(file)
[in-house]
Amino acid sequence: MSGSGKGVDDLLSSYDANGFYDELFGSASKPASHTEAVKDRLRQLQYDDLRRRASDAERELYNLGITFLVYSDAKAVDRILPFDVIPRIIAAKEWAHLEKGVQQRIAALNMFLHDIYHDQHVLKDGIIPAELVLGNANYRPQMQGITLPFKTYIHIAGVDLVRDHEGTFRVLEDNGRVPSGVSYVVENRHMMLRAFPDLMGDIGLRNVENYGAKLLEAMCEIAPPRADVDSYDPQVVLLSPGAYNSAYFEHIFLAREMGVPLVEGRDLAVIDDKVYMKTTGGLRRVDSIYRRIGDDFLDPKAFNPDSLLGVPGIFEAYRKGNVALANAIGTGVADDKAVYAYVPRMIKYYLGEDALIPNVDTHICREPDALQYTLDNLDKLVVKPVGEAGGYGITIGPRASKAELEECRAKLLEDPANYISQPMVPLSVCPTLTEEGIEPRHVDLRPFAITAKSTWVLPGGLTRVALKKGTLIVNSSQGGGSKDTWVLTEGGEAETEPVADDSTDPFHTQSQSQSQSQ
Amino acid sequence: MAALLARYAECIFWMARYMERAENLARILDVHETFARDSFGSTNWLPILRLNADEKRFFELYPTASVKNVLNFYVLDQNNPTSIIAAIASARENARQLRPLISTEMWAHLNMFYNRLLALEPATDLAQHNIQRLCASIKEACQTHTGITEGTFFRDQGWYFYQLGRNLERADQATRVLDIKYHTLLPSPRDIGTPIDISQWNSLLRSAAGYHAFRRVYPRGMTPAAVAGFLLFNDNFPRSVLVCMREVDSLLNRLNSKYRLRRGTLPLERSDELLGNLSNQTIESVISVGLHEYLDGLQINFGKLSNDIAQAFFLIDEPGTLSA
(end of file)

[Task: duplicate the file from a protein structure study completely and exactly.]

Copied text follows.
[in-house]
Amino acid sequence: MSGSGKGVDDLLSSYDANGFYDELFGSASKPASHTEAVKDRLRQLQYDDLRRRASDAERELYNLGITFLVYSDAKAVDRILPFDVIPRIIAAKEWAHLEKGVQQRIAALNMFLHDIYHDQHVLKDGIIPAELVLGNANYRPQMQGITLPFKTYIHIAGVDLVRDHEGTFRVLEDNGRVPSGVSYVVENRHMMLRAFPDLMGDIGLRNVENYGAKLLEAMCEIAPPRADVDSYDPQVVLLSPGAYNSAYFEHIFLAREMGVPLVEGRDLAVIDDKVYMKTTGGLRRVDSIYRRIGDDFLDPKAFNPDSLLGVPGIFEAYRKGNVALANAIGTGVADDKAVYAYVPRMIKYYLGEDALIPNVDTHICREPDALQYTLDNLDKLVVKPVGEAGGYGITIGPRASKAELEECRAKLLEDPANYISQPMVPLSVCPTLTEEGIEPRHVDLRPFAITAKSTWVLPGGLTRVALKKGTLIVNSSQGGGSKDTWVLTEGGEAETEPVADDSTDPFHTQSQSQSQSQ
Amino acid sequence: MAALLARYAECIFWMARYMERAENLARILDVHETFARDSFGSTNWLPILRLNADEKRFFELYPTASVKNVLNFYVLDQNNPTSIIAAIASARENARQLRPLISTEMWAHLNMFYNRLLALEPATDLAQHNIQRLCASIKEACQTHTGITEGTFFRDQGWYFYQLGRNLERADQATRVLDIKYHTLLPSPRDIGTPIDISQWNSLLRSAAGYHAFRRVYPRGMTPAAVAGFLLFNDNFPRSVLVCMREVDSLLNRLNSKYRLRRGTLPLERSDELLGNLSNQTIESVISVGLHEYLDGLQINFGKLSNDIAQAFFLIDEPGTLSA